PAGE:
Magic for a modern age

11th April 2003 at 01:00
Beauty. By Robin McKinley. David Fickling Books. pound;10.99

Poison. By Chris Wooding. Scholastic Press. pound;12.99

The Folk Keeper. By Franny Billingsley. Bloomsbury Children's Books. pound;5.99

Tithe: a modern faerie tale. By Holly Black. Simon amp; Schuster. pound;7.99

Victoria Neumark is carried away with the fairies in latter-day tales of enchantment

In these days of gutter-realism teen fiction and horror-fantasy sword sagas, what is the place for the traditional fairytale?

In The Uses of Enchantment, Bruno Bettelheim tried to unearth reasons for the power and longevity of fairytales. Rather as Freud had for myth, Bettelheim concluded that fairytales persisted because they served a twin purpose: they dealt with unresolved primal conflicts and they pointed out lessons for adult life.

The tale of Beauty and the Beast, for instance, touched on the irrepressible potency of sexuality and its taming into conjugality; on a more practical level, it offered sage advice on such knotty points as keeping promises, looking after family interests and treating even the most startling acquaintances with respect and good manners.

Not everyone agreed with Bettelheim, then or now. Magical beings who are capricious yet attractive, like but unlike humanity, are appealing to authors and readers, perhaps, because they allow us to explore hived-off human attributes; because they bring in new plot possibilities, defying laws of probability; or simply because they are great characters.

Such possibilities are delightfully explored in a new crop of fairytales for today, while the best of them also resonate with the beat of deeper meanings.

Robin McKinley's Beauty is a classic reworking of a classic. Beauty is not so much a beauty, more a girl with what used to be called "an interesting face"; Beast is hairy with claws, but rather nice really; the sisters have a comfortingly ordinary sisterly relationship. So far, so modern. But there is still the enchanted wood and castle, the magical bounty, the self-serving plates and dishes, the animals that talk, all manner of sparkly jewels and fast-growing roses.

And, of course, the matter of the Beast, whom only love will transform into a man. Still, McKinley wraps it all up together alluringly for girls aged eight to 13. (It is impossible to imagine a boy enjoying this book. For one thing, the Beast is such a sap.) Poison is another gutsy girl who acts selflessly and finds adventures, in true fairytale style. In a reversed universe where the Phaerie (spelt thus) have driven humans to the edge of existence, she leaves her home in the marshlands to find her baby sister, abducted by the Phaerie into another world where warlords are fighting over the succession to the post of Hierophant, who writes the stories others have to live.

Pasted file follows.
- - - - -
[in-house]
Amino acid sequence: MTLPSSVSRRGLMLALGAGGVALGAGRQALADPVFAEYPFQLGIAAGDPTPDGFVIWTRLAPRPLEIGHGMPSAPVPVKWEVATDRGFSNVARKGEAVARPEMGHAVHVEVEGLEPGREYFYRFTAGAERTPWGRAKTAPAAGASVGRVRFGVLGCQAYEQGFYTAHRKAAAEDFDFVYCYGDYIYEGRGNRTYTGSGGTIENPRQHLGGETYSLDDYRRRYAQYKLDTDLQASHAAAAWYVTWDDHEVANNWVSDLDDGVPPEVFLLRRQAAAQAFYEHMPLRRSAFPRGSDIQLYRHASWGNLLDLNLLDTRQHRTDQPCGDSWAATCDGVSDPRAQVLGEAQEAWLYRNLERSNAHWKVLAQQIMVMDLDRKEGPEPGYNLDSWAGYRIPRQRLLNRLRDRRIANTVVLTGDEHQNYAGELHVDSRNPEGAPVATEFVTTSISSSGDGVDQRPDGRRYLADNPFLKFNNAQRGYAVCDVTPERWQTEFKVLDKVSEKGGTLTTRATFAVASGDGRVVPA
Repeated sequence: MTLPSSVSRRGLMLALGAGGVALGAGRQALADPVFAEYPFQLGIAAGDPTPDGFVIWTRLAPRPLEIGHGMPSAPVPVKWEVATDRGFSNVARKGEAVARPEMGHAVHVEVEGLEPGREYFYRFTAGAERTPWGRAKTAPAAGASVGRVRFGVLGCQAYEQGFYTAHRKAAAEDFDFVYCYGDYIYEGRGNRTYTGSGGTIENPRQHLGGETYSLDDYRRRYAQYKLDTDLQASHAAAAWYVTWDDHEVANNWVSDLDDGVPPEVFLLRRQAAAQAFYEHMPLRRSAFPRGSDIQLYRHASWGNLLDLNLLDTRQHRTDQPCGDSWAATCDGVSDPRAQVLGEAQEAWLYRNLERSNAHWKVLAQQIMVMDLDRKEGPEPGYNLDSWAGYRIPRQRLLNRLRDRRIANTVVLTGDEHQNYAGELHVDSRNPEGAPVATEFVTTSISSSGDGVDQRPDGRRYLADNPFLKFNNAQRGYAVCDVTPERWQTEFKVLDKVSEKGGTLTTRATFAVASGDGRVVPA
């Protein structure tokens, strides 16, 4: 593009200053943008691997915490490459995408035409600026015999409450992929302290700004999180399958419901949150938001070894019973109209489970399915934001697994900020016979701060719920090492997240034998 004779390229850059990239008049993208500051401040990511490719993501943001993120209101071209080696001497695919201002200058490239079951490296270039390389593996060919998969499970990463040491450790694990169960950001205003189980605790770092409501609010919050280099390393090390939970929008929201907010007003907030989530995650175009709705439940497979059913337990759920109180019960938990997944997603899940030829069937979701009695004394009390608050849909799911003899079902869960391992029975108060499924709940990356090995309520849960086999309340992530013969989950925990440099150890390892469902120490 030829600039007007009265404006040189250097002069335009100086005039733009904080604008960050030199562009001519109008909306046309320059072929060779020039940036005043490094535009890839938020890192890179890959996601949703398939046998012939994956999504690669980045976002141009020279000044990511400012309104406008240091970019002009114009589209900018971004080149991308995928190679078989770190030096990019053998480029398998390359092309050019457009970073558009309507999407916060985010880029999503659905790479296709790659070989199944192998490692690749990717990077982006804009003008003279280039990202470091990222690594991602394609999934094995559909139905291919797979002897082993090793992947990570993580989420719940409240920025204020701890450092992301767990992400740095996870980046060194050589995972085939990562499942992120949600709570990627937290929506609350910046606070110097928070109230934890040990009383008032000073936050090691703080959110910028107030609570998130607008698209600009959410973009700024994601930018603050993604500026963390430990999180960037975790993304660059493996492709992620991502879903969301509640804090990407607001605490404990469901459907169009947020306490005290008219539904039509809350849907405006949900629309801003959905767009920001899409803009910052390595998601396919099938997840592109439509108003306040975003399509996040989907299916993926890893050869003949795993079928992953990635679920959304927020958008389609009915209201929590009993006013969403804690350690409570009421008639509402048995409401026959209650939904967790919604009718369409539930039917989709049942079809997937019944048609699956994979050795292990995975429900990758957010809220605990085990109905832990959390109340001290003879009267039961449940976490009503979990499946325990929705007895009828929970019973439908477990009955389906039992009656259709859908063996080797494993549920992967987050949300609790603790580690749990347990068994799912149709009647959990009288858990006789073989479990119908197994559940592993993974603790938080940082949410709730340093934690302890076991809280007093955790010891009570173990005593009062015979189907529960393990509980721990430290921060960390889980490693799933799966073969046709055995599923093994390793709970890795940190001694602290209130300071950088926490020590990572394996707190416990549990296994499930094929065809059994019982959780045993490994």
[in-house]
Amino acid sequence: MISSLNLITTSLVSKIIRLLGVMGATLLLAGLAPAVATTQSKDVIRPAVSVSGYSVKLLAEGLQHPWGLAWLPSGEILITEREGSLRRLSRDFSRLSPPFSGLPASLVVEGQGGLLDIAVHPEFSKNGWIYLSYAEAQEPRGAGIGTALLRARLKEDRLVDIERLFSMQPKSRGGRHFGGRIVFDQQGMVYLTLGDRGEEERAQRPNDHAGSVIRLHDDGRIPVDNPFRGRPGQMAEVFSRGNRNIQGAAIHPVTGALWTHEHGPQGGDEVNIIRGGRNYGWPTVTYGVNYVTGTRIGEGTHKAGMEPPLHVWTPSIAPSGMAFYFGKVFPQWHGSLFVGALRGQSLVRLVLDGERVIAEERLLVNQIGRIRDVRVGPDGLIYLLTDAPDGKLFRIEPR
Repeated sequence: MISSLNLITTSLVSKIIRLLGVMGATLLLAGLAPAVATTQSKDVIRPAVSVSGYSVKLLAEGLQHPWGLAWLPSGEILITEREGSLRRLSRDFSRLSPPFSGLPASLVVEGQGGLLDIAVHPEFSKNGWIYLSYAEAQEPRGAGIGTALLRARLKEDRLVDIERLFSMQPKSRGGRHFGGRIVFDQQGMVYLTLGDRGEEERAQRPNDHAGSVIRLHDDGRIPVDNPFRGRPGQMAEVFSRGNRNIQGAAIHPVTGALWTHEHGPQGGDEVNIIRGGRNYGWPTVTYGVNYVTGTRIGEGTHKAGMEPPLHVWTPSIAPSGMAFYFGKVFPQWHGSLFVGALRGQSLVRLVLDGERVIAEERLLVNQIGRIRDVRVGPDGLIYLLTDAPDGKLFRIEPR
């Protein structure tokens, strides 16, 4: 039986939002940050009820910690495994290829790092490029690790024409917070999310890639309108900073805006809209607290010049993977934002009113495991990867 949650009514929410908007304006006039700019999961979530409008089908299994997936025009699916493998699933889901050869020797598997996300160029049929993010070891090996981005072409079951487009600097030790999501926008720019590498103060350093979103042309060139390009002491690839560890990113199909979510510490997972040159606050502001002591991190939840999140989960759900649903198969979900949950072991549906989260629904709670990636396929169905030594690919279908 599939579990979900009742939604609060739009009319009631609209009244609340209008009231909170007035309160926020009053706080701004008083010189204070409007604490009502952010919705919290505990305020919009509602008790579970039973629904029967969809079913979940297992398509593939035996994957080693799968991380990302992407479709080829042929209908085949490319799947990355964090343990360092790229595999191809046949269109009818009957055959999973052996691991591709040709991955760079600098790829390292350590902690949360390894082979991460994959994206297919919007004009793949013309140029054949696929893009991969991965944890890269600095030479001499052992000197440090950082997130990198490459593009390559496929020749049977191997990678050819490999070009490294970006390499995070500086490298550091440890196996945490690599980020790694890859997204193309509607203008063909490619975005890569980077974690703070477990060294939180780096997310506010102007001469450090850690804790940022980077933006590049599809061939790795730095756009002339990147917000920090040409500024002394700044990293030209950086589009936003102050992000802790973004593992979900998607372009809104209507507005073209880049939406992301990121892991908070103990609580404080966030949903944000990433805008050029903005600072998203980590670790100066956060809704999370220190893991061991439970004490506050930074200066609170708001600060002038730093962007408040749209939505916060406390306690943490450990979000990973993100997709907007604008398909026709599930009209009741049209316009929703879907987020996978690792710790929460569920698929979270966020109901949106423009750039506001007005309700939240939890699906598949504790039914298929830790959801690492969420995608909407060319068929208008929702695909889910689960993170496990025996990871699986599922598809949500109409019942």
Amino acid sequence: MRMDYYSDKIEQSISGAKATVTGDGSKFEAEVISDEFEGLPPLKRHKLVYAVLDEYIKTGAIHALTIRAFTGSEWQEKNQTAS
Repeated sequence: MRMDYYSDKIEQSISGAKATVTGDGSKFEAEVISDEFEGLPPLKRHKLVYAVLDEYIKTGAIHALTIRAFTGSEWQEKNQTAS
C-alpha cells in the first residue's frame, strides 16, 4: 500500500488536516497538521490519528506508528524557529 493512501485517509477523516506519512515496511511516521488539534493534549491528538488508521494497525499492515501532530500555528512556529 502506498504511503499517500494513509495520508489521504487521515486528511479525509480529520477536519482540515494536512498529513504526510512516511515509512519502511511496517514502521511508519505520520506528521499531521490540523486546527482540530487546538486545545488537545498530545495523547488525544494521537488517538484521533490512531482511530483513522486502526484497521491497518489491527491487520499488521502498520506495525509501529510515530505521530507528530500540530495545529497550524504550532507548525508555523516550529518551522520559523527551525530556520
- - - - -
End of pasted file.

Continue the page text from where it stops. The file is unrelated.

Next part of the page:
It's a thrilling tale for nine to 15-year-olds with a fast-paced plot, great characters, including the Lady of the Spiders (a woman pregnant by a spider) and the Bone Witch's nice-but-dim adopted daughter, and a satisfy- ingly bitter-sweet ending.

Where Poison's journey to adulthood points towards a job (I suppose being a Hierophant is a job) in a differently reversed universe, Corinna Stonewall's task of keeping the Folk is more like a psychological test. The Folk dwell underground and come out on special occasions to make mischief.

They have to be propitiated by gifts of animal-derived food and kept in line by a poetry-spouting Folk Keeper.

Corinna Stonewall has worked her way up from foundling to Folk Keeper by lying and luck. Relocated at the age of 15, she struggles with a new lot of recalcitrant Folk (a kind of psychic equivalent of Year 11 on a wet Friday), is forced to confront family history and finds romance. But Corinna has magical powers, thank goodness, if she can only trust herself.

Franny Billingsley's novel is a minor masterpiece of compression: sharply written and highly engaging for 10 to 16-year-olds.

Tithe relates more closely to our world. Here too the fairies are merciless incarnations of desires. Whereas in The Folk Keeper they are merely greedy, in Tithe they resemble the "fays" of ballads, keen to steal babies, seduce handsome men and luscious ladies, steal jewels and torture hapless weaker beings.

Kaye's mother is an aspiring rock singer; Kaye, at 16, has to make her own way most of the time. Then she finds out that she is really a fairy too, and that all around her a fairy drama is enacted in which she is a key player.

From an adult point of view, the fairy world of Tithe sounds hellish: there's a lot of getting dressed up (wings, green skin, the whole bit) and dancing all night, with nasty accidents. To a teenager, it's an interesting scene. With a moral: stick by your friends. Whatever their species.

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